“This verse” is Corinthians 13:3-8. I’ve used this verse before in a previous post – but it was about God’s love. For Bible translations, the two primary translations I use are ESV (English Standard Version) and NIV (New International Version). I tell you this because for this verse, though both translations are good, the prefer the NIV, as the wording is better – or more meaningful to me, at least. Here’s the verse:

If I give all I possess to the poor and I give over my body to hardship that I may boast, but do not have love, I gain nothing.

Love is patient, love is kind. It doesn’t not envy, it does not boast, it is not proud. It does not dishonor others, it is not self-seeking, it is not easily angered, it keeps no record of wrongs. Love does not delight in evil but rejoices with the truth. It always protects, always trusts, always hopes, always perseveres.

Love never fails. But where there are prophecies, they will cease; where there are tongues, they will be stilled; where there is knowledge, it will pass away.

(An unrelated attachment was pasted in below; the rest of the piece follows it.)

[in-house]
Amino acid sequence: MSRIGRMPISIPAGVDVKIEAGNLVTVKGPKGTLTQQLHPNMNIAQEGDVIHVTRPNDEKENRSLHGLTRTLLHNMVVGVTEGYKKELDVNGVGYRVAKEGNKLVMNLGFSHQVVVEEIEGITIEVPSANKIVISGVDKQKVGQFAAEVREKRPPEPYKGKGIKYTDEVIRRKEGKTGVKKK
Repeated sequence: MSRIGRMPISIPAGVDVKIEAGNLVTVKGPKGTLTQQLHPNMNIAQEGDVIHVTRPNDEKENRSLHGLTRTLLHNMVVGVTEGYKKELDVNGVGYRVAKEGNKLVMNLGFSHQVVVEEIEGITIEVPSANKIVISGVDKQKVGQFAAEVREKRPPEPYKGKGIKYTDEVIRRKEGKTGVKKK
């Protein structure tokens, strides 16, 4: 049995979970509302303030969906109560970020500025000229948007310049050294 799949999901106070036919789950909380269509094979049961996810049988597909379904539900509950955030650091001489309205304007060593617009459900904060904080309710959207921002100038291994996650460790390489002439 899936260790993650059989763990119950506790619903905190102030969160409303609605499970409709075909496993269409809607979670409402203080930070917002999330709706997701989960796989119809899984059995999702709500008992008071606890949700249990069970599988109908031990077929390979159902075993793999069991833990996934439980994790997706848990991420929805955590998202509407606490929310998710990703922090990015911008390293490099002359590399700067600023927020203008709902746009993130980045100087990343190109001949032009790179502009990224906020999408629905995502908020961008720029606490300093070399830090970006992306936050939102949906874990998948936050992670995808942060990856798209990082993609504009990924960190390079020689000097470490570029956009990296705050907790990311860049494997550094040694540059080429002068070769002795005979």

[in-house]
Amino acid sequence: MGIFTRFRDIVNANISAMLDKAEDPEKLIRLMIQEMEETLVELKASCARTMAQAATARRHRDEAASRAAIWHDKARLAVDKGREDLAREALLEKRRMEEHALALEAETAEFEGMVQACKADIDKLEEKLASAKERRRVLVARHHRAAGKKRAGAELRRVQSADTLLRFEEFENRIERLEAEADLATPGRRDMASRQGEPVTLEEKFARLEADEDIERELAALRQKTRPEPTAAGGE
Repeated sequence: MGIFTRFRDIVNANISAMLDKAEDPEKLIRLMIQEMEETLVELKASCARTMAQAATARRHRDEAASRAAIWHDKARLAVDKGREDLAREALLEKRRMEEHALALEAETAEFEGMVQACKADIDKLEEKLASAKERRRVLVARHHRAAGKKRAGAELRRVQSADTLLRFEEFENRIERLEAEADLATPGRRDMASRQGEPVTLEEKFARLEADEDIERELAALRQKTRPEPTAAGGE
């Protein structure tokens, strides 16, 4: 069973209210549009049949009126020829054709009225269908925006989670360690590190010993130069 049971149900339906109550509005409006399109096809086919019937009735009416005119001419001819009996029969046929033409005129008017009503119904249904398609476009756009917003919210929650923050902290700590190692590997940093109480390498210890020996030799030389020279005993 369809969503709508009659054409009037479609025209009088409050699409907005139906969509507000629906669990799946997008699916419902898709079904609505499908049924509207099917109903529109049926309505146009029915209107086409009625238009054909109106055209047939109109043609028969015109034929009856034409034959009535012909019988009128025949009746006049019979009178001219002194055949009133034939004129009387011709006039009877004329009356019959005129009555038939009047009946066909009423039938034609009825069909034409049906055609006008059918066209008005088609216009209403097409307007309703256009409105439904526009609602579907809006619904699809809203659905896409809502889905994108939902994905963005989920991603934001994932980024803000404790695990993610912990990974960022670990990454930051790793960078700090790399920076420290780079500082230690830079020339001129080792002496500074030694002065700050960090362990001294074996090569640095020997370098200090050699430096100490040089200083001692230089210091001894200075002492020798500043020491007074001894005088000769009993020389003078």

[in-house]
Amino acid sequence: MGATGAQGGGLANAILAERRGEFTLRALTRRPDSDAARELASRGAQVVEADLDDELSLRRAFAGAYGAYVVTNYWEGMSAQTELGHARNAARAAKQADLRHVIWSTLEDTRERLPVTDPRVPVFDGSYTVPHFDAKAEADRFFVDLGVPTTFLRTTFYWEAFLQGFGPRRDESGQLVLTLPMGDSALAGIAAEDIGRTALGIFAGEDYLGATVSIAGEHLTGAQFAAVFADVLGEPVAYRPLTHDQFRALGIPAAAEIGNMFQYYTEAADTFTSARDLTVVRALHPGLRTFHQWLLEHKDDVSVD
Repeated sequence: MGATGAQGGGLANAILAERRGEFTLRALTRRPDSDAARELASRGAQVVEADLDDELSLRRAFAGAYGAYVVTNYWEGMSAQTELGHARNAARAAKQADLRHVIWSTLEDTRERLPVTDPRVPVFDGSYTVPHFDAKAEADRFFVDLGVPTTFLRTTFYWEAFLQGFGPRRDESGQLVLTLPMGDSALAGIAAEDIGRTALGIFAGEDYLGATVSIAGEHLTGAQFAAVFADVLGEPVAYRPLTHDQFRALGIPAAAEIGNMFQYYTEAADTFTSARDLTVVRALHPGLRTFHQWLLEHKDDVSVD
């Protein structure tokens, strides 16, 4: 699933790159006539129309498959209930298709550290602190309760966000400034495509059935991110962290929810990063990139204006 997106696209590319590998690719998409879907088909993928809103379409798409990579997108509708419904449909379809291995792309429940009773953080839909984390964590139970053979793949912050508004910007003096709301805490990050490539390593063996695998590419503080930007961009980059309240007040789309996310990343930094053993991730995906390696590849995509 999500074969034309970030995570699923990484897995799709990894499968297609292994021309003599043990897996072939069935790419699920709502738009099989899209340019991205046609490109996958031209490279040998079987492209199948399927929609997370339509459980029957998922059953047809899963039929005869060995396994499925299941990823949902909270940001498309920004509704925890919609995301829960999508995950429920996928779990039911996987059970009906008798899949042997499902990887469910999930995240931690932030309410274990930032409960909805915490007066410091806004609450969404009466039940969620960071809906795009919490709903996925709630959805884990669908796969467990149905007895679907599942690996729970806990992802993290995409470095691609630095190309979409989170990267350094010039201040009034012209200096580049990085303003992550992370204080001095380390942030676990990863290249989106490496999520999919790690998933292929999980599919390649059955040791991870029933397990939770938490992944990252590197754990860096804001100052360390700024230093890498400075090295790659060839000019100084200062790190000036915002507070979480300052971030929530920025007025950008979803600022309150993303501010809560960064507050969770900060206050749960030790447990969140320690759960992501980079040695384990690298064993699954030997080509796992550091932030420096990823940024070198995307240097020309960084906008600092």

It’s a beautiful verse. The part that jumps out to me, personally, is the last verse – verse eight. It’s the first sentence, though it’s short, it’s powerful.

“Love never fails.”

Or in the ESV version:

“Love never ends.”

I don’t know what part may have jumped out at you – or if anything did – but I encourage you all to read it over a few times, memorize it even. It is an amazing verse, and to me it is one of the verses that I treasure in my heart.

In the book, I Kissed Dating Goodbye by Joshua Harris, Josh talks about this topic – love – he talks about it very seriously, too. In chapter 4 (or 5, depending on which version of the book you have), the chapter’s title is: Looking Up “Love” in God’s Dictionary. And in the chapter, Josh mentions the verse I just told you about – 1 Cor. 13:3-8 – but he also talks about what true love is.

“God’s definition [of love] can be as startling as an unexpected slap in the face.